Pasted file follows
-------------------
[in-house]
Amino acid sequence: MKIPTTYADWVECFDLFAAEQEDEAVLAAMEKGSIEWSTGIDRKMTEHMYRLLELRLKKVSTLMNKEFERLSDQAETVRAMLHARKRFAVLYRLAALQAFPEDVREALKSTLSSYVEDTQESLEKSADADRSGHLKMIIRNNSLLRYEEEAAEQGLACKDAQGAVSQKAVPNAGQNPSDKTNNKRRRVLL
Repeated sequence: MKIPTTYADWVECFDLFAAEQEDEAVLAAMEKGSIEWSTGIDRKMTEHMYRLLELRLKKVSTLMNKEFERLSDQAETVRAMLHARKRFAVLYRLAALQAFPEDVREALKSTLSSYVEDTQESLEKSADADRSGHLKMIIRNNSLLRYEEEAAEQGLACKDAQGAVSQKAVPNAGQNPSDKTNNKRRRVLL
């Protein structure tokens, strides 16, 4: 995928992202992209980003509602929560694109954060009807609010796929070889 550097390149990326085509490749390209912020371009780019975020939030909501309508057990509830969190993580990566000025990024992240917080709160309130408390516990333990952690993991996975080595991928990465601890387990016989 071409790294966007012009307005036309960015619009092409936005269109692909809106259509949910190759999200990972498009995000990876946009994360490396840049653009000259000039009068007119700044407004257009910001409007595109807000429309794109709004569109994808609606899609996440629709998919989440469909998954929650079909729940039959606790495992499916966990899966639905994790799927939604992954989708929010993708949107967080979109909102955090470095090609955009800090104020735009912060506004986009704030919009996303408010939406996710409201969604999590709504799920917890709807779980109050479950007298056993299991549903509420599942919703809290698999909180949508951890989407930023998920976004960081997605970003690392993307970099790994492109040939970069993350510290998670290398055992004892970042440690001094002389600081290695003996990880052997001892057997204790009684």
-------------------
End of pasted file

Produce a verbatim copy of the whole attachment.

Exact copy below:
[in-house]
Amino acid sequence: MKIPTTYADWVECFDLFAAEQEDEAVLAAMEKGSIEWSTGIDRKMTEHMYRLLELRLKKVSTLMNKEFERLSDQAETVRAMLHARKRFAVLYRLAALQAFPEDVREALKSTLSSYVEDTQESLEKSADADRSGHLKMIIRNNSLLRYEEEAAEQGLACKDAQGAVSQKAVPNAGQNPSDKTNNKRRRVLL
Repeated sequence: MKIPTTYADWVECFDLFAAEQEDEAVLAAMEKGSIEWSTGIDRKMTEHMYRLLELRLKKVSTLMNKEFERLSDQAETVRAMLHARKRFAVLYRLAALQAFPEDVREALKSTLSSYVEDTQESLEKSADADRSGHLKMIIRNNSLLRYEEEAAEQGLACKDAQGAVSQKAVPNAGQNPSDKTNNKRRRVLL
């Protein structure tokens, strides 16, 4: 995928992202992209980003509602929560694109954060009807609010796929070889 550097390149990326085509490749390209912020371009780019975020939030909501309508057990509830969190993580990566000025990024992240917080709160309130408390516990333990952690993991996975080595991928990465601890387990016989 071409790294966007012009307005036309960015619009092409936005269109692909809106259509949910190759999200990972498009995000990876946009994360490396840049653009000259000039009068007119700044407004257009910001409007595109807000429309794109709004569109994808609606899609996440629709998919989440469909998954929650079909729940039959606790495992499916966990899966639905994790799927939604992954989708929010993708949107967080979109909102955090470095090609955009800090104020735009912060506004986009704030919009996303408010939406996710409201969604999590709504799920917890709807779980109050479950007298056993299991549903509420599942919703809290698999909180949508951890989407930023998920976004960081997605970003690392993307970099790994492109040939970069993350510290998670290398055992004892970042440690001094002389600081290695003996990880052997001892057997204790009684």